Downtown Haifa goes upscale with urban makeover
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Downtown Haifa goes upscale with urban makeover

After years of neglect, port area is showing signs of rebirth as trendy pubs and restaurants and funky designers set up shop

Jessica Steinberg covers the Sabra scene from south to north and back to the center.

Illustrative photo of people on the streets of downtown Haifa during a cultural event. (Shay Levy/Flash90)
Illustrative photo of people on the streets of downtown Haifa during a cultural event. (Shay Levy/Flash90)

Spilling down a steep hill overlooking the cerulean Mediterranean Sea below, the northern city of Haifa — sometimes called the “San Francisco of Israel” — has waxed and waned in popularity going back to at least the 3rd century, when it was mentioned in the Talmud as a small fishing village.

While the Carmel neighborhood on top of the slope has long been the center of the city’s activity, many are now flocking down below to what was once a shadier part of town — the “lower city,” the area closest to the port, where former shipping warehouses are making way for hip cafés, bars, galleries and restaurants.

There’s Hanamal 24, a French-Mediterranean bistro situated in an old grain storage building, serving savory leek cream-filled macarons and white chocolate bonbons stuffed with paté. The neighboring Chang Ba makes authentically spicy Thai curries and fresh papaya salad, and down the block is Mediterranean-inspired Morel World Tapas and Wine.

There are also original cocktails and tangy herring served up at Venya Bistro, and robust homemade sausages and craft beers at Libira Brew Pub. (None of the restaurants listed above are kosher.) Across the street, in what’s known as the historic Turkish Market neighborhood, are more bars and local joints, including the popular Falafel Mishel as well as a handful of locally owned boutiques — including one or two that moved to Haifa from Tel Aviv. One of the newer additions to the neighborhood is the 1926 Designed Apartments Hotel with small kitchenettes in each of the brightly appointed rooms.

Serving drinks at the Venya Bar, one of the newer additions to the downtown Haifa scene (Courtesy Avi Shumacher)
Serving drinks at Hanamal, one of the newer additions to the downtown Haifa scene (Courtesy Avi Shumacher)

 

The area has tremendous potential, said Iris Arie, the director of Ir Tahtit, the city’s organization for revitalizing downtown Haifa.

“Some people in Haifa still think that going downtown is dangerous and risky,” said Arie, who moved from Jerusalem to Haifa to run Ir Tahtit. “My neighbors ask me if I’m afraid.”

That fear of the unknown has been one of the challenges in developing this part of Haifa, once known as a crime-ridden area that locals have long avoided.

The downtown area — situated by the medieval-era port dating back to the 11th century — was first established under Ottoman rule and then became a major commercial hub by the British during the Mandate period after World War I. When Israel was later declared a state, the center of life and activity in Haifa moved up the hill to the Carmel area, where the more posh residential neighborhoods are found, along with the University of Haifa, hotels, museums and other cultural institutions. Meanwhile, the downtown area fell dormant, particularly during the evening hours.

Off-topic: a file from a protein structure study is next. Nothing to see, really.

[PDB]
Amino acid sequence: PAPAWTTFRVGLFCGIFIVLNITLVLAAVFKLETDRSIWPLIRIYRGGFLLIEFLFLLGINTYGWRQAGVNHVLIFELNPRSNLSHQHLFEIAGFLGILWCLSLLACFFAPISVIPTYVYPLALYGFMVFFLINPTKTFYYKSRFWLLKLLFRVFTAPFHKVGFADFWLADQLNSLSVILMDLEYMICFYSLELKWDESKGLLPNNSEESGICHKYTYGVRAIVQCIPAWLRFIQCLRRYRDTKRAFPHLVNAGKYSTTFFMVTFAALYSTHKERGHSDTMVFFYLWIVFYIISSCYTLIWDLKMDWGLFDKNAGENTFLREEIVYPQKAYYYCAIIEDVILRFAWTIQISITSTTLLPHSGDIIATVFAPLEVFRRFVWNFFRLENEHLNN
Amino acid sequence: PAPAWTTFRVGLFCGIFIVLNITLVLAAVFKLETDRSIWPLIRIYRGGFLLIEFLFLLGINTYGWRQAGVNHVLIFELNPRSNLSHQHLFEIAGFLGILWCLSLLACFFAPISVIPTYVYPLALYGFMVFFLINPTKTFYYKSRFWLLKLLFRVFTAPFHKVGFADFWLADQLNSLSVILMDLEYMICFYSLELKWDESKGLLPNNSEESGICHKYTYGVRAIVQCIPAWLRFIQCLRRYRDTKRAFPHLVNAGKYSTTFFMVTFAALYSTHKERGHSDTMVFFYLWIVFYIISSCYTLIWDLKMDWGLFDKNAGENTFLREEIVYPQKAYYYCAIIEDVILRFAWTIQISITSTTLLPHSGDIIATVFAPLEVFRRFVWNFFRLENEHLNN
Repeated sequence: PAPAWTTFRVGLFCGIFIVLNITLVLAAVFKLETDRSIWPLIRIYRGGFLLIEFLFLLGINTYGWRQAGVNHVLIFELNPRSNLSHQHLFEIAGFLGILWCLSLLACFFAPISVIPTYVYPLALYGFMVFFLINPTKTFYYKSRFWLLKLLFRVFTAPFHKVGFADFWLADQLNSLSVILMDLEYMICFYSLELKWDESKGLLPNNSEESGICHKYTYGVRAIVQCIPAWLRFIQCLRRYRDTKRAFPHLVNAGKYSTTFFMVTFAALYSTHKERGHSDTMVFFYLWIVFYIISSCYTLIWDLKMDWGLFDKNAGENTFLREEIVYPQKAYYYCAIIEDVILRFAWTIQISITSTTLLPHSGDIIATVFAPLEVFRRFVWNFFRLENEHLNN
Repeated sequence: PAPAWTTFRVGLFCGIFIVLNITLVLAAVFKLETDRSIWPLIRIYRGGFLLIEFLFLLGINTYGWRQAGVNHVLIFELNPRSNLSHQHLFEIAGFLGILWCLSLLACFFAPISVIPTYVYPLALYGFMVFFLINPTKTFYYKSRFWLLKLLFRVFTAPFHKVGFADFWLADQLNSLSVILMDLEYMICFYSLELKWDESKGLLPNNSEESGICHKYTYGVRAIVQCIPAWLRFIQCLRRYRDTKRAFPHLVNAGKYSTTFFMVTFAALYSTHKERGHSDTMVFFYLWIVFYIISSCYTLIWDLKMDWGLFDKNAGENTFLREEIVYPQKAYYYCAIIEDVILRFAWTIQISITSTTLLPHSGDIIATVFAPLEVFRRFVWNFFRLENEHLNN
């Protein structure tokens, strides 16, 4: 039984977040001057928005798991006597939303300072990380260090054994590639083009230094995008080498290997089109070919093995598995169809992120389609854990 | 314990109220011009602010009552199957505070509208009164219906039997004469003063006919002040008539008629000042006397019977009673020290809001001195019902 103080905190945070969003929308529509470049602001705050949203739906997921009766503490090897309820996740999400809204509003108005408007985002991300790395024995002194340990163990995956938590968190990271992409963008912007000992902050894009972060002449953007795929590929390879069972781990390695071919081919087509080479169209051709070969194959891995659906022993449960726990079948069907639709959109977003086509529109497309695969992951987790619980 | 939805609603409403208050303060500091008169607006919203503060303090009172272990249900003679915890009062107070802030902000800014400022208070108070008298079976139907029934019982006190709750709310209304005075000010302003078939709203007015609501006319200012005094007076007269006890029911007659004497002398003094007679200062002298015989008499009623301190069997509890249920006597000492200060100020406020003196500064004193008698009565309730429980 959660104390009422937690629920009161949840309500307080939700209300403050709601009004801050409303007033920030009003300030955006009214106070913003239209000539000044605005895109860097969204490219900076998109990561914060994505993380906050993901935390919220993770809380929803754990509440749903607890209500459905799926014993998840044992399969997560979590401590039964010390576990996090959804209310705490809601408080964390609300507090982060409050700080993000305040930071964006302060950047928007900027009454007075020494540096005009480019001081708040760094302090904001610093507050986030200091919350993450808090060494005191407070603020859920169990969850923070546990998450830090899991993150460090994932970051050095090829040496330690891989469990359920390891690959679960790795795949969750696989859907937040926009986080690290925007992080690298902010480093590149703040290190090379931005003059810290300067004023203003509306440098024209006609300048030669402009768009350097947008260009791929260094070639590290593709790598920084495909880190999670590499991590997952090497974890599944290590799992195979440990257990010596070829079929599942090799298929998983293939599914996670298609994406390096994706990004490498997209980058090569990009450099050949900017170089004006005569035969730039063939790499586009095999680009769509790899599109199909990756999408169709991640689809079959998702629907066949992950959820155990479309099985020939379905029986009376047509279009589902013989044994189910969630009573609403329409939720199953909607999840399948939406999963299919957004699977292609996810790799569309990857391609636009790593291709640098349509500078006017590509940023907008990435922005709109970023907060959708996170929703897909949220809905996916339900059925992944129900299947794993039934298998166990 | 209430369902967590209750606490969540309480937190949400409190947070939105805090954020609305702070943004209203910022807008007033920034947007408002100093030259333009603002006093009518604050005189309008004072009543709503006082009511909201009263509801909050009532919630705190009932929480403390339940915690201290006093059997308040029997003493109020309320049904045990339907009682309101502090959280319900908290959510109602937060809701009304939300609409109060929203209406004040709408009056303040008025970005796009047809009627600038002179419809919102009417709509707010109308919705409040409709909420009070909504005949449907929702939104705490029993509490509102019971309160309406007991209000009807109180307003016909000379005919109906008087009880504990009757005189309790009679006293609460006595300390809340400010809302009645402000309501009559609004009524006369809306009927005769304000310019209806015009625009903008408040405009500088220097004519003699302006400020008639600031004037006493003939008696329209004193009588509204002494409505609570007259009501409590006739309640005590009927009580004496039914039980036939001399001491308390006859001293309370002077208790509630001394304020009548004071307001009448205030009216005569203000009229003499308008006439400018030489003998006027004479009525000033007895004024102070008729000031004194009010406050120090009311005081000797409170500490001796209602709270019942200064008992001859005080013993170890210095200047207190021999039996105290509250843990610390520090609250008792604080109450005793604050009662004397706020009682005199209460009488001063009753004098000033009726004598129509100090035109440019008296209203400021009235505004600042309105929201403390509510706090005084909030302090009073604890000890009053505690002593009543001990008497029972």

The city’s Ir Tahtit movement is trying to bring it back.

“We want this to be a place that will be going 24/7,” said Arie. “It’ll be the place where people go out, where they’re walking around. People aren’t really living here yet and that’s our main goal, to get the younger Haifa population to live here.”

Some of the refurbished buildings in the Turkish Market neighborhood (Jessica Steinberg/Times of Israel)
A refurbished apartment building in Haifa’s Turkish Market neighborhood (Jessica Steinberg/Times of Israel)

 

Today, downtown Haifa is home to about 3,000 residents, mostly artists and some students. That’s not nearly enough of a local population, pointed out Arie, whose organization is trying to draw Haifa’s younger generation to the urban center, encouraging them to open shops and move into apartments being slowly refurbished.

She’s hoping that the opportunity to try something new will attract more residents.

“You can work, party and live here,” she said. “It’s the only place like that in Haifa. It’s more interesting for young people, and that’s what we’re trying to promote.”

There are some locals who get what’s happening. There are the chefs, like Hanamal’s Ran Rosh, who owned his own restaurant in Paris and trained in a Michelin two-star eateries before heading to Haifa. At Morel, Liraz Krispin relocated to Haifa from the rural Abirim community in the upper Galilee, aiming to be part of what is taking place in Haifa.

Jessica Halfin, new to Haifa, is a fan of its burgeoning culinary scene Courtesy Avi Shumacher)
American transplant Jessica Halfin runs Haifa Street Food Tours (Courtesy Avi Shumacher)

Jessica Halfin, a 34-year-old American who immigrated to Israel from New Hampshire and ended up settling in Haifa with her Israeli husband — and now three small children — is a self-discovered foodie who’s found her workplace in this part of town running Haifa Street Food Tours and showing off the city’s newfound culinary scene to local and foreign visitors.

Halfin has been here long enough to witness the transformation of these formerly dark alleys and hardware stores, where local eateries still butt up against the more traditional businesses.